RECORD: S152. Wallace, A. R. 1869. The origin of civilization. Spectator 42 (2150): 1072-1073.

REVISION HISTORY: Body text helpfully provided by Charles H. Smith from his Alfred Russel Wallace Page

S150 is a third-person summary of remarks Wallace made following the presentation of a paper by Sir John Lubbock at the annual British Association for the Advancement of Science meetings. The source is the October 1869 issue of Anthropological Review. Subsequent comments on these remarks in The Spectator caused Wallace to send a letter (S152) to its Editor; this was printed in the 11 September 1869 number of that periodical.

[page] 1072

The Origin of Civilization

Sir,—In your issue of August 28th you do me the honour to notice some remarks which I offered on Sir John Lubbock's paper at the recent meeting of the British Association; but, owing to the imperfect manner in which the proceedings were reported, you have entirely misunderstood what I really said. I beg, therefore, that you will allow me to state what are the opinions I hold on this point, and which I then endeavoured to express.

You represent me as saying:—"Suppose that a European colony were entirely isolated from their race, then I believe that there is almost a moral certainty that in the course of centuries they would suffer a considerable amount of degradation, and hardly be recognized as the descendants of a civilized people;" and you then go on to argue (and, I think, very justly) that under such circumstances progress is, at least, as probable as degeneration. But the supposition which I made was a different one. It was the isolation of a very small European community in a country very ill-adapted for civilization and progress,—a country, like Australia, with no indigenous animals capable of domestication, and without cereals, or roots, or fruits adapted for cultivation,—a country without native iron, and with such an unpropitious climate as to necessitate frequent migrations and a perpetual struggle to support life. Under such conditions I maintained that degradation to comparative savagery would be inevitable, just as under analogous circumstances would be the reversion of cultivated plants or domestic animals to a state approaching that of their wild allies. I argued, therefore, for degradation under extremely unfavourable conditions, not as the result of mere isolation; and as, during the long period that man has existed upon the earth, such unfavourable conditions must frequently have occurred, it appears to me more philosophical to admit that some of the lower races may owe their present state of barbarism to a partial degradation, than to maintain that they necessarily represent an original low condition, above which they can at no time have arisen.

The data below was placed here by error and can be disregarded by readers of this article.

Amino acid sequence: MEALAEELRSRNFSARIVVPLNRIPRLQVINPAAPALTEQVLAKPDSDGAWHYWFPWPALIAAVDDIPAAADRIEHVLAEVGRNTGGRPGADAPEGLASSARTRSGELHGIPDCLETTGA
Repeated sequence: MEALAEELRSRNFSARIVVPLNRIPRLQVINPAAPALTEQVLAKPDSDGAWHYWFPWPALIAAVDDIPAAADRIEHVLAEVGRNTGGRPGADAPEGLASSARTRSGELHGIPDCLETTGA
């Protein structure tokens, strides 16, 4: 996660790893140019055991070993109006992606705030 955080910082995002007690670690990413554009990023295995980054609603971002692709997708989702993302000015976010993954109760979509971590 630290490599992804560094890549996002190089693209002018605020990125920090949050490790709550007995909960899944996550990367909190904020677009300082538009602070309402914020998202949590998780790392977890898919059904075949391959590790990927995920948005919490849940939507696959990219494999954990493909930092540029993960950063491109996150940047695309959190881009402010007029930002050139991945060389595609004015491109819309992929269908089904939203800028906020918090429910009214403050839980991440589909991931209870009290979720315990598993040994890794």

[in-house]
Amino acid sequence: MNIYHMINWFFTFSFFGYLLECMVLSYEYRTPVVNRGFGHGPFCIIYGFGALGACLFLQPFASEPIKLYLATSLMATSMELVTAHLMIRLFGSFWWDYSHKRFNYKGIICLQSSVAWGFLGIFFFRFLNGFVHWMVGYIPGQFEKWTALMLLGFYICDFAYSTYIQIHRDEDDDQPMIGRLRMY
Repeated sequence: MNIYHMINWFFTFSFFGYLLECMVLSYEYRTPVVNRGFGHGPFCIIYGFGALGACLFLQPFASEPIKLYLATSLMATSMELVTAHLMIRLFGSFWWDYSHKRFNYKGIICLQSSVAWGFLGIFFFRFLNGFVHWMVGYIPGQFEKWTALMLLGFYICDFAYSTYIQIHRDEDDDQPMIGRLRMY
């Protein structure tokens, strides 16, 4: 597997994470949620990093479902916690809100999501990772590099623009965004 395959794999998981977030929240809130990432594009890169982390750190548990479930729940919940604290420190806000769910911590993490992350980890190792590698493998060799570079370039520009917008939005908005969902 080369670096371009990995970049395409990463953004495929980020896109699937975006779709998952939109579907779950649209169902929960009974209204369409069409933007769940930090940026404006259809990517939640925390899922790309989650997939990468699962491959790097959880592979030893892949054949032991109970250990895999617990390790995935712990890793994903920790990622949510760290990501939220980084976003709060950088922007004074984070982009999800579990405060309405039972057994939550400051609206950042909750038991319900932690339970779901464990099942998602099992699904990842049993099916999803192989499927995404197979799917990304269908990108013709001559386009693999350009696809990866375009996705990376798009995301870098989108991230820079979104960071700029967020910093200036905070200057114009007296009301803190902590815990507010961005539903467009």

Again, you quote me as having found among savages "a most delicate sense of right and wrong," and as deducing from this fact

[page] 1073

a theory—"that they are degenerate persons, who have retained amidst their degeneracy a primeval idea of morals." Allow me to say that I neither expressed nor do I hold any such theory. My object was simply to show that, treating the question as a scientific one, to be determined solely by facts, and not by feelings, there is really no such clear evidence of progress in morals as there is of progress in intellect. Children, modern savages, and prehistoric man alike exhibit deficiency of intellectual power, but we do not find an equally constant deficiency in moral feeling. Intellect, no doubt, reacts upon morals by determining the more remote effects of our actions, and by logically extending the sphere of our sympathies; but a moral sense certainly exists in savages, which, within a limited sphere of action, seems as powerful an incentive to regulate conduct as it is among the most civilized races. Morality is an essential part of man's nature, which can only be fully developed by that true civilization towards which we have as yet hardly taken the first steps. The great mass of the people in civilized countries derive benefit from modern science and its marvellous practical applications, just in the same way as do the savages who receive the products of Manchester looms and Birmingham workshops. Owing to their geographical position, the former derive rather more benefit, but as to knowing and understanding anything of this wonderful "science," the creator of the civilization which surrounds them, they are as absolutely ignorant as the Malay or the negro. Exposed as they are to the enormously increased temptations to vice with which civilization surrounds them, how can we wonder if their moral nature often remains as imperfect and undeveloped as it does in savages?

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